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Lord Shiva | Shankar Bhagwan

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Lord Shiva | Shankar
Lord Shiva
Lord Shiva
Lord Shiva


Lord Shiva is a Hindu deity and represents the aspect of the Supreme Being. The meaning of the Sanskrit word Shiva is 'pure and destroyer'. According to Hindu mythology, Shiva is the destroyer among the Trimurti. He is the god of the Yogis and described as an omniscient Yogi, who lives an ascetic life on Mount Kailash. Shiva is known by several names - Mahadeva, Pashupati, Bhairava, Vishwanath, Bhole Nath, Shambhu and Shankar. Shiva is the cosmic dancer and also known as Nataraja, the Lord of Dancers. Hindus recognize Lord Shiva by putting His shrine in the temple separate from those of other deities in the form of Shivling.

Family
In the divine family of Lord Shiva, there are four members - Shiva, His wife Parvati, and two sons - Kartikeya and Ganesha. Kartikeya is the god of war while Ganesha is the god of obstacles. According to Hindu mythology, before marrying Goddess Parvati, Lord Shiva had married Sati, the daughter of Daksha. Lord Shiva is often depicted immersed in deep meditation on Mount Kailash. The mount of Lord Shiva is bull Nandi.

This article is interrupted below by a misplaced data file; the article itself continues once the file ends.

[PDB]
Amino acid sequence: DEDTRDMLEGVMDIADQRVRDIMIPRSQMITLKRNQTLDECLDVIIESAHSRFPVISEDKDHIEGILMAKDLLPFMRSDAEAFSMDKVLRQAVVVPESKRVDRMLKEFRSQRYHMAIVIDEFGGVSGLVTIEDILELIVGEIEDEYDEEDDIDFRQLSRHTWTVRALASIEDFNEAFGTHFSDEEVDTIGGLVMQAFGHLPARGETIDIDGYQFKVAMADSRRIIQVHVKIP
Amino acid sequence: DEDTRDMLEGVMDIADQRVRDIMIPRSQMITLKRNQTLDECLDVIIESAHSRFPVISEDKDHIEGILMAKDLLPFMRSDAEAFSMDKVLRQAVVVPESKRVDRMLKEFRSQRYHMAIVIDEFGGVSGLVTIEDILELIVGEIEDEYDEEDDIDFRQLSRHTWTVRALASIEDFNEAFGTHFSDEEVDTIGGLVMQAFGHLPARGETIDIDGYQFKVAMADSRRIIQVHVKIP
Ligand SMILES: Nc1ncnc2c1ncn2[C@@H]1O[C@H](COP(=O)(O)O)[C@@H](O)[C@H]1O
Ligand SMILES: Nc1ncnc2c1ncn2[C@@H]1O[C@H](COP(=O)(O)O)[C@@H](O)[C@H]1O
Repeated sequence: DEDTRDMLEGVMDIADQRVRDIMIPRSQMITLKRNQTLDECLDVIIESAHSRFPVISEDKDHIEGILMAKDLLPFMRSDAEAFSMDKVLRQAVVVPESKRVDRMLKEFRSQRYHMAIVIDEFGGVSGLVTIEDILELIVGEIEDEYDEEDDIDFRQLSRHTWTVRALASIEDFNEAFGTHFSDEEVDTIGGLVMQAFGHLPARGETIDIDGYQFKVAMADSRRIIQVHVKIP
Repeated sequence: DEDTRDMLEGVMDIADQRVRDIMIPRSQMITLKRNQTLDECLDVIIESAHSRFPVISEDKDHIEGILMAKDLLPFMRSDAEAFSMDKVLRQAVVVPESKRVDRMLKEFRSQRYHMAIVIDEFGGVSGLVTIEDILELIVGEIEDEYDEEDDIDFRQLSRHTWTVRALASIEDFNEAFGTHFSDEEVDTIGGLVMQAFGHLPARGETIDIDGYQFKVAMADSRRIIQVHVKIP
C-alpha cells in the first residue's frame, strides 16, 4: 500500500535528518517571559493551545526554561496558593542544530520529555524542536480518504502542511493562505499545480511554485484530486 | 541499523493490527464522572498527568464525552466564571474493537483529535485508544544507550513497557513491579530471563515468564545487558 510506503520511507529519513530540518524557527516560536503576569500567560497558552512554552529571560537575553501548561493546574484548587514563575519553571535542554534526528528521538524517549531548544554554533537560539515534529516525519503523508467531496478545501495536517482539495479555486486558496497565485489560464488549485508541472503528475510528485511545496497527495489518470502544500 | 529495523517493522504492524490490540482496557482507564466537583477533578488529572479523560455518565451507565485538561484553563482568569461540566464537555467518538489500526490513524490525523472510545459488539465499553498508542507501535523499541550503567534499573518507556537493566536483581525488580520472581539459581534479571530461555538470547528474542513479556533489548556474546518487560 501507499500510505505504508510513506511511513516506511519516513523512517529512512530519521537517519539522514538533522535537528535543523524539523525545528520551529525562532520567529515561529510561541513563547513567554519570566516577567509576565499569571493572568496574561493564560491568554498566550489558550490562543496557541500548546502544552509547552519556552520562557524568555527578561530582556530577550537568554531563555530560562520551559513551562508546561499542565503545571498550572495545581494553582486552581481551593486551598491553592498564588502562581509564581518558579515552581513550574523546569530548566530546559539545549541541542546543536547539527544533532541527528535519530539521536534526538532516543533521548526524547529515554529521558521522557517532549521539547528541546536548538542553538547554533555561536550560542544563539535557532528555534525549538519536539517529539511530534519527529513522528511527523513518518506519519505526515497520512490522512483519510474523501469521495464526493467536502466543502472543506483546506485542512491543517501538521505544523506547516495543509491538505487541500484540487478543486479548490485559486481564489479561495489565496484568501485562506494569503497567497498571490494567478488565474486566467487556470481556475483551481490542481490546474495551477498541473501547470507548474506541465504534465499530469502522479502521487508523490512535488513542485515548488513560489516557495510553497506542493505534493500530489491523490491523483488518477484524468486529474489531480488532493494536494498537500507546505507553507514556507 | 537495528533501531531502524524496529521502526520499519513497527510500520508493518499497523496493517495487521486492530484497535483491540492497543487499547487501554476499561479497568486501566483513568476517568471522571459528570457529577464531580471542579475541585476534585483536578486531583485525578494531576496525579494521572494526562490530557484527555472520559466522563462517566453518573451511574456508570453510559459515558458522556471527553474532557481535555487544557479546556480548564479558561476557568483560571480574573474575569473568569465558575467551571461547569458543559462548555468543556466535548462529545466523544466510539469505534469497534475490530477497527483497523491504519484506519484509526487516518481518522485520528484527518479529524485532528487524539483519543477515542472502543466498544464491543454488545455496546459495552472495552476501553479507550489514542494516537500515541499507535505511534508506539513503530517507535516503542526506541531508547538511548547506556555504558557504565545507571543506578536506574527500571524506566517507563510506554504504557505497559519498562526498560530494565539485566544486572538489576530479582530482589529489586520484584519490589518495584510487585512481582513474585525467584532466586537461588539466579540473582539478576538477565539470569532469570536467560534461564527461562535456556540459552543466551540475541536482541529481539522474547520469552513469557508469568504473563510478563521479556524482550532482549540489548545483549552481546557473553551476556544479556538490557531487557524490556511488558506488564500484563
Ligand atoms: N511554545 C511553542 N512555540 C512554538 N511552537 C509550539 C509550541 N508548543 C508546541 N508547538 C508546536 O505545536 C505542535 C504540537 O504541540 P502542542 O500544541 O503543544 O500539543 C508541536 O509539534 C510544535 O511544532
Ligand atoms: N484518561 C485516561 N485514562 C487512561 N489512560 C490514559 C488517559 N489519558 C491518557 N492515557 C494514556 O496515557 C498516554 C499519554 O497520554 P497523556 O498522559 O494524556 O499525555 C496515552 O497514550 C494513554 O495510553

Iconography
There are certain attributes that are common to all pictures and images of Shiva venerated by Hindus which makes him distinct from other deities. His matted hair piled high on the top of His head with a crescent moon tucked to it and the river Ganges flowing out from His hairs. A coiled serpent can be seen around His neck or wrist and He is depicted with blue throat. In His left hand He holds a Trishul, a trident with a drum tied to it. He sits on a tiger skin and shown with a Kamandal, a water pot, on His right side. He wears the Rudraksha beads and His unclad body is smeared with ash. He has a third eye on His forehead.

Important Festivals
Devotees of Lord Shiva celebrate Maha Shivaratri, the great night of Shiva. It is a Hindu festival which is celebrated every year in the reverence of Lord Shiva on the 13th night or the 14th day of the new moon in the Krishna Paksha of the month of Phalguna as per north Indian calendar and in the month of Magha as per south Indian calendar. However both calendars observe Maha Shivaratri on the same day. This festival is of utmost importance to the devotees of Lord Shiva. It is believed that Lord Shiva protects His devotees from evil forces and gives strength to control worldly desires such as the lust, the greed and the anger. Maha Shivratri is considered especially auspicious for women. Married women pray for the well being of their husbands, while unmarried women pray for an ideal husband like Shiva.

Mantra
Five is a sacred number for Shiva. One of His most important mantras - Om Namah Shivaya (ॐ नमः शिवाय) has five syllables.

Temples
In India there are twelve holiest Shiva temples, famously known as Jyotirlinga.

 
 
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